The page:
Oct 23, 2012
Looking for the silver lining of our dysfunction
One of the indisputable realities about being human is that we all have weaknesses. No one escapes this.
Some of us are able to acknowledge these less attractive aspects without being unduly fazed. Others tend to cultivate strategies to help hide the cracks. Yet others convince themselves that their weaknesses are inherent aberrations, with this view then becoming a rationale for indulging in aberrant behaviour. It is the last of these views that I tend to work with in addiction.
Some of us convince ourselves that we are such a waste of space that really, we should commit ourselves to a life of substance-induced mayhem or simply rid the rest of the world of our miserable presence by killing ourselves. This is true suffering.
The Buddha could well have been the best Alcohol and Drug clinician the world has ever seen. His First Noble Truth states that life involves suffering, discontentment, disgruntlement, disillusionment. He then tells us in his Second Noble Truth that suffering (dukkha) has a cause and that that cause is craving.
Wanting things to be a certain way is suffering because it precludes openness to what is, now, in this moment. Not getting what we want involves suffering because we want it so much. Even getting what we do want involves suffering because then we are fearful of losing it. Also, often we realize it isn’t what we wanted after all and now what are we to do once we have married our heart’s desire and find that the beloved has turned into a cold, and rather clammy, green frog?
The Third Noble Truth states that suffering can cease. If we acknowledge that everything that comes into being must, one day, dissolve, we learn to not clutch onto life with such desperation. If we acknowledge that such grasping is tantamount to grabbing a handful of water or holding onto a rainbow, we may reduce this habit of clinging and free our hearts from suffering.
When we embrace the truth of impermanence and even begin to enjoy the ephemeral, fleeting nature of it, we move from desperado mindset to butterfly mindset. We can say ‘no’ to that contracted, grasping human, clutching our booty, hiding out in an emotional desert. With a meditation practice under our belts, we can begin to loosen and lighten up, psychically alighting gently on a leaf, ready to move to the next honeysuckle. Hence we move from contraction and limitation to expansiveness and new possibilities.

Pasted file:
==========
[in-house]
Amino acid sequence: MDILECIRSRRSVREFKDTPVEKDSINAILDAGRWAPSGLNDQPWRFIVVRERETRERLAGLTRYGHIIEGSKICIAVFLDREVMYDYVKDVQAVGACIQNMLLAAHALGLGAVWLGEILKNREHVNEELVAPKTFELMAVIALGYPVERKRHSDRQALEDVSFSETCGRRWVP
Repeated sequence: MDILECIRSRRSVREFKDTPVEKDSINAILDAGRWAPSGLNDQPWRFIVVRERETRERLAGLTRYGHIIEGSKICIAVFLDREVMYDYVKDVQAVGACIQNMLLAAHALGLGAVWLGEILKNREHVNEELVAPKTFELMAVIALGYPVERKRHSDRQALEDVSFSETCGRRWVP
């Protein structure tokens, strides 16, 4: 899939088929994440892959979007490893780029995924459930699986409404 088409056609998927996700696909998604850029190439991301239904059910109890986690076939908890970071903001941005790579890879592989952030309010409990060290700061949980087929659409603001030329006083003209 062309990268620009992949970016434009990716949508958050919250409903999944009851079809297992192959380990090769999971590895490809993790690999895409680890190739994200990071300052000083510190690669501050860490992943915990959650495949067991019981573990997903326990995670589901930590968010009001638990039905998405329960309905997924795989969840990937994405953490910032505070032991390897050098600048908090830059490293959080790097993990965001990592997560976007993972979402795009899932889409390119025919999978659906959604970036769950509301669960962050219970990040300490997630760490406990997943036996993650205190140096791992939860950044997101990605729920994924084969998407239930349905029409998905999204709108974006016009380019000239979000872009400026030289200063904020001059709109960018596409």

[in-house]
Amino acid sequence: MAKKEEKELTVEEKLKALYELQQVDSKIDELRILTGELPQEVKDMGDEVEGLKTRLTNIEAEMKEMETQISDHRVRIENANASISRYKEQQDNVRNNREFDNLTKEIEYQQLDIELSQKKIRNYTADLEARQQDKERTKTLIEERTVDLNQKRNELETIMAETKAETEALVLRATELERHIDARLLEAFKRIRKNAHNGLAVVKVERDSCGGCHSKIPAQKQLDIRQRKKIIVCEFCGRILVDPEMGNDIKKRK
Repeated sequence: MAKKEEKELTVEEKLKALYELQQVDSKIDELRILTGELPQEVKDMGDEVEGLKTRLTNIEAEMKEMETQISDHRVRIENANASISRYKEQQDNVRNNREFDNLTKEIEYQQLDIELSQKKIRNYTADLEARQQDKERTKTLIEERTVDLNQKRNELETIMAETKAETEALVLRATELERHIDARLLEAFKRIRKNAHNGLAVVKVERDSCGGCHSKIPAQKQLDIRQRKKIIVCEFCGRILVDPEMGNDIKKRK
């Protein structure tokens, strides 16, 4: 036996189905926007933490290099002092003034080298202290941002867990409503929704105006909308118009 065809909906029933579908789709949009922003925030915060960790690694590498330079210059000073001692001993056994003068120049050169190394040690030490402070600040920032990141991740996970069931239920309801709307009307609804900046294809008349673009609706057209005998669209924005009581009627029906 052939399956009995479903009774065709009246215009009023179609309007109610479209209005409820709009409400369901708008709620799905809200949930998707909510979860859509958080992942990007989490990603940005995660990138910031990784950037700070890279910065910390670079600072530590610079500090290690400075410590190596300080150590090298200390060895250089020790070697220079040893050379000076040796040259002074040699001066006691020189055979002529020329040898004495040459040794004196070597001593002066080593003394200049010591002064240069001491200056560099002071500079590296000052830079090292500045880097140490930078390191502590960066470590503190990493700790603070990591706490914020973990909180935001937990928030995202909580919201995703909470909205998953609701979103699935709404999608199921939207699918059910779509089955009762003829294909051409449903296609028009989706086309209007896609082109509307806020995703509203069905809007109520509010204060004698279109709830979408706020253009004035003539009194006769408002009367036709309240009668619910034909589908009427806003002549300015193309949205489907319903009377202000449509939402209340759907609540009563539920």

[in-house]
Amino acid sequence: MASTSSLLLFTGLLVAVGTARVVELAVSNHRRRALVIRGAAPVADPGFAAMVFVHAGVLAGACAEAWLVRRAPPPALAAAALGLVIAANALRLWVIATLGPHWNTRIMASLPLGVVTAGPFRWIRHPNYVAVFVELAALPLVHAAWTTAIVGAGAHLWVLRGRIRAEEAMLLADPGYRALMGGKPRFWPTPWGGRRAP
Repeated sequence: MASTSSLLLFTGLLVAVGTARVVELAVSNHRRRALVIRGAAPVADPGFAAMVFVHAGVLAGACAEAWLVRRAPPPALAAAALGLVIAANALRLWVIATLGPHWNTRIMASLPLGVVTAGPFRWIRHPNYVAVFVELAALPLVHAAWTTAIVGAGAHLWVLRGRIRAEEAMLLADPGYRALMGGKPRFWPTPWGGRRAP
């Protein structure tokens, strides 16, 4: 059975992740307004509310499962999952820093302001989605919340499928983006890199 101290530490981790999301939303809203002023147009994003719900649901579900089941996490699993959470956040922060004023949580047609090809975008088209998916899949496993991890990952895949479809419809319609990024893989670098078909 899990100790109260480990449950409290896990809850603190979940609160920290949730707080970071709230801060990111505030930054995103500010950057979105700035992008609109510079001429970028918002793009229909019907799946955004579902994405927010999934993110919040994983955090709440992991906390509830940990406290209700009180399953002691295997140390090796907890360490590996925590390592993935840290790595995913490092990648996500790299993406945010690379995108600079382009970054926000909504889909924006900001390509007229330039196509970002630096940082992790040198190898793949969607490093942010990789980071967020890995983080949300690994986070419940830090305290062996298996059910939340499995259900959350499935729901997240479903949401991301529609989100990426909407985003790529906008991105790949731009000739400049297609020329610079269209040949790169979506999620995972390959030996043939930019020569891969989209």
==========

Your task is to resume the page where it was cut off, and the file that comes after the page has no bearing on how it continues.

Problems arise when not only do we expect changeable, fleeting processes to stay the same but when we also imagine our painful emotions to be permanent, especially when we are lost in them. But in reality, our emotions are even more fleeting than our thoughts. It is often our attitude to our emotions that cause us the suffering. That is probably why the Christians talk of eternal damnation in hell. When we are in hellish states of mind, even a minute feels like an eternity. When we are in heaven, it goes in a flash.
“The First Truth is Sorrow. Be not mocked!
Life which ye treasure is long drawn out agony:
Its pleasures are as birds which light and fly;
Only its pains abide.”
Sir Edwin Arnold The Light of Asia
Why do we perpetuate this fixed view of ourselves as fundamentally flawed, as a complete failure, as incapable of fitting in with societal mores? If we begin to relate to ourselves as a process, we start letting go of the pain. A friend, when first warming up to this concept, referred to himself as “a mess in process.” This is the beginning of true liberation.
Part of the deconstruction of a habit pattern of the mind is in listening to what Behavioural Therapists call Negative Automatic Thoughts (NATS). These can be deconstructed further to reveal core beliefs we cherish deep in our hearts. Albert Ellis, the founder of RET — Rational Emotive Therapy — exhorts us to DISPUTE such distortions.
For example, we might have the negative thought, “I always screw it up because I am so impulsive!”
Ellis tells us to first of all replace the ‘always’ with “sometimes” so we could pathologize ourselves less by saying:
“I sometimes make mistakes because part of me has a habit pattern of the mind that leaps into things without due consideration.”
Let’s take a good look at the silver lining of our alleged dysfunction. For example: What are the benefits of leaping into life without due consideration? Impulsive people have the novelty seeking gene, which scientists attribute to mutation; people with a deficit of Monoamine oxidase enzyme (MAO) live more dangerously than the more balanced amongst us. Even though it may kill us, humanity benefits from people willing to take risks because they don’t take the time to consider the consequences.
One scientific theory is that, had a bunch of Africans with this mutant gene not gotten into their canoes without a clue where they would end up, we may not have been as global a species as we currently are.
Instead of grabbing our dysfunction to use as a weapon to bludgeon ourselves into self-pity, it can be helpful to ponder the more colourful, even beneficial elements to it. How can you be mad at a gene?
If we contain a kindly and light-hearted view of ourselves as a “mess in process” it means we can begin to feel more confident about ourselves and therefore work to align ourselves more with our values. If we see our profound dysfunction in less black and white terms, we can gradually transform our weaknesses into strengths. This moves us away from the pitiful, over-identified, victim mentality which keeps us, inextricably, stuck in the nasty old Slough of Despond.